The Board reversed a Section 2(d) refusal to register the mark shown below, for charitable fundraising services, on the ground that the applicant and the owners of the registrations cited by the Examining Attorney “are governed by a central authority, which exercises unity of control over the entities’ trademarks.” As a result, the Board concluded, there will be no likelihood of confusion as to the source of the entities’ services. In re The Salvation Army, Serial No. 86150336 (July 8, 2016) [not precedential].


The Examining Attorney based his refusal to register on thirteen existing registrations owned by three different entities incorporated in different states. Each of the registrations, for various charitable services, includes the words THE SALVATION ARMY. The Examining Attorney withdrew two additional citations because applicant, it turned out, is the owner thereof.

The Board observed that because the issue here is likelihood of confusion as to source, it would consider whether there exists “such unity of control over the marks … that the public will view the identified services as emanating from a single source.”

Applicant explained that it is one of The Salvation Army regional offices (in Illinois). The Salvation Army, “while decentralized into separate regional organizations, … is under the unitary control of the Salvation Army USA through the National Commander USA and the Commissioners Conference USA.” Relying on In re Wella A.G., 5 USPQ2d 1349 (TTAB 1987), applicant maintained that the regional entities follow directives from a single source. And it pointed out that the USPTO, has already allowed the aforementioned 13 registrations to co-exist.

The Examining Attorney contended that this arrangement fails to satisfy the requirements of Wella because the entities here are “sister entities” that are “not even owned by a single parent.” Moreover, there is no evidence regarding how one entity controls the activities of another. And there is no consent agreement as found in the file history of the two withdrawn registrations.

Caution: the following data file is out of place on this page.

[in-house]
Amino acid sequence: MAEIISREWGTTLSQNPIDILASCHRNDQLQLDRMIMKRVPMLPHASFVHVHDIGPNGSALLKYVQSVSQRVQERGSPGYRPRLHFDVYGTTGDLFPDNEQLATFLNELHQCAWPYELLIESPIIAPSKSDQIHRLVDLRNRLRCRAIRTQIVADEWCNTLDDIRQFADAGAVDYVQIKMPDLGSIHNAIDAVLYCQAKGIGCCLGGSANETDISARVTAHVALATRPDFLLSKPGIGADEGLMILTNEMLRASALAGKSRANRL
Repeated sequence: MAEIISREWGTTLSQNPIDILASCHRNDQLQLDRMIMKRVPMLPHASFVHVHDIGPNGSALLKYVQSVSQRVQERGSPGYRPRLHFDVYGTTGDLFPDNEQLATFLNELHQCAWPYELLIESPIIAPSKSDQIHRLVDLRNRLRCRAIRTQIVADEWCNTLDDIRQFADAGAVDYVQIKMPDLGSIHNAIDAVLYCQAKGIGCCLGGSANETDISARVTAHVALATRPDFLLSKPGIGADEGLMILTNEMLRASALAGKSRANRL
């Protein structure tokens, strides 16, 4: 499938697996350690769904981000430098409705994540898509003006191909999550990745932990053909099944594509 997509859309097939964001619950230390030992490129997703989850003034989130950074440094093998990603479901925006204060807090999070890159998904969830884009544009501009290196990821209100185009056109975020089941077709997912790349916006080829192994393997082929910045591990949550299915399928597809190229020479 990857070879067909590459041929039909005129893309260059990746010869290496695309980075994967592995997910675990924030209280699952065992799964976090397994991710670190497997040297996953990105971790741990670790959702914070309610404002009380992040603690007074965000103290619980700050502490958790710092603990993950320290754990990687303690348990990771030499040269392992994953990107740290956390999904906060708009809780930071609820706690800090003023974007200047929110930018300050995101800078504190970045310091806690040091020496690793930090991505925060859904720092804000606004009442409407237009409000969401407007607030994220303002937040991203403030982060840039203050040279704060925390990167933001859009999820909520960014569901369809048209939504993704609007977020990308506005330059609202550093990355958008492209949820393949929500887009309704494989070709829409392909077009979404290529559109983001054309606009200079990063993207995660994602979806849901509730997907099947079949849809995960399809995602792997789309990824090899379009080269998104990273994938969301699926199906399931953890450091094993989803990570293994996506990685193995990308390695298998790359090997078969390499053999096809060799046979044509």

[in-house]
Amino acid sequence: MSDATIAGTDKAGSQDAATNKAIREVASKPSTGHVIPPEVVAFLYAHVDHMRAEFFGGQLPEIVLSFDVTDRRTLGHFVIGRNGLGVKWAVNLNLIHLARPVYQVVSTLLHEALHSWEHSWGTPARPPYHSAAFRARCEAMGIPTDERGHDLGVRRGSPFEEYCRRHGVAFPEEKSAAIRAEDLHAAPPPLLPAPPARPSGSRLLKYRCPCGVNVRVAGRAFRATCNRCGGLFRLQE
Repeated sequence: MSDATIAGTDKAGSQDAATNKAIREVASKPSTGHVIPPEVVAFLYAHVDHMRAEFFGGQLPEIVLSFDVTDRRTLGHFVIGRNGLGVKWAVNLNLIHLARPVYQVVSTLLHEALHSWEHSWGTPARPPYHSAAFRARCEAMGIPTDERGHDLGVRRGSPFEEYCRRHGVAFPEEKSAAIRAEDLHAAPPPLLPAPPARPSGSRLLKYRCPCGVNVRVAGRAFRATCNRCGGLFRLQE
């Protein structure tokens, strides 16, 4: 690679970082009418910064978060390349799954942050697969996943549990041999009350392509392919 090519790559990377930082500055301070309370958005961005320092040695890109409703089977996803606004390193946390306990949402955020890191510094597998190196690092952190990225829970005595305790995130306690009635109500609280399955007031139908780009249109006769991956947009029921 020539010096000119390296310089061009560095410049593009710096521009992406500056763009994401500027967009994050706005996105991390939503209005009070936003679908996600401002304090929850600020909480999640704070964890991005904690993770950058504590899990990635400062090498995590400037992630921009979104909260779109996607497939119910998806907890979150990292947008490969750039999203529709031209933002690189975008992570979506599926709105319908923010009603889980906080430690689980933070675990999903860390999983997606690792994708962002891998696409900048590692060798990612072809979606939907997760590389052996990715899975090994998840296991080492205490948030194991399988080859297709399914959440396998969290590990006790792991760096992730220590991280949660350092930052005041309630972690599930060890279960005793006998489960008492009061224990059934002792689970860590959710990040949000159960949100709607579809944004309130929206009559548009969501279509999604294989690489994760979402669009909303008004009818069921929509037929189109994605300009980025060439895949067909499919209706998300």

In Wella, parent company Wella A.G. was refused registration of a particular mark in view of several registrations owned by its U.S. subsidiary. The CAFC vacated the TTAB’s decision and remanded the case to the Board to consider whether the public would likely believe that the source of the Wella A.G. product is the U.S. subsidiary, or whether consumers perceive only a single source for all the Wella products, namely, Wella A.G.

The Board then reversed the refusal, observing that the CAFC views the concept of “source” as encompassing more than “legal entity.” A declaration from a Wella U.S. executive stated that Well A.G. owned substantially all the stock of Wella U.S. and “thus controls that activities and operations of Wella U.S., including the selection, adoption and use of the trademarks.” Although no details were given regarding this control, the Board found the declaration sufficient to establish that “control over the use of all the ‘WELLA’ trademarks in the United States resides in a single source.”

The Board observed that the issue of “unity of control” must be considered on the facts of each case, and does not hinge on any particular organizational structure. “[M]erely because an arrangement does not fall within a set type of organization does not preclude a finding that there is unity of control.”

Here the evidence showed that The Salvation Army is a worldwide organization headquartered in London; the United States affiliate is divided into four regions under the control of the National Command in a quasi-military structure. Moreover, applicant already owns three registrations for marks with the wording “The Salvation Army,” which registrations have coexisted with the other registrations.

Under the unique facts of this case, the Board found that there would not be a likelihood of confusion as to source.

As the Federal Circuit stated, the question is “whether under the circumstances there was in fact any likelihood of confusion” and “to explain what that confusion would be.” In re Wella, 229 USPQ at 277. Based on this record and the unique organizational structure of the Salvation Army, it is not possible to explain what that confusion would be.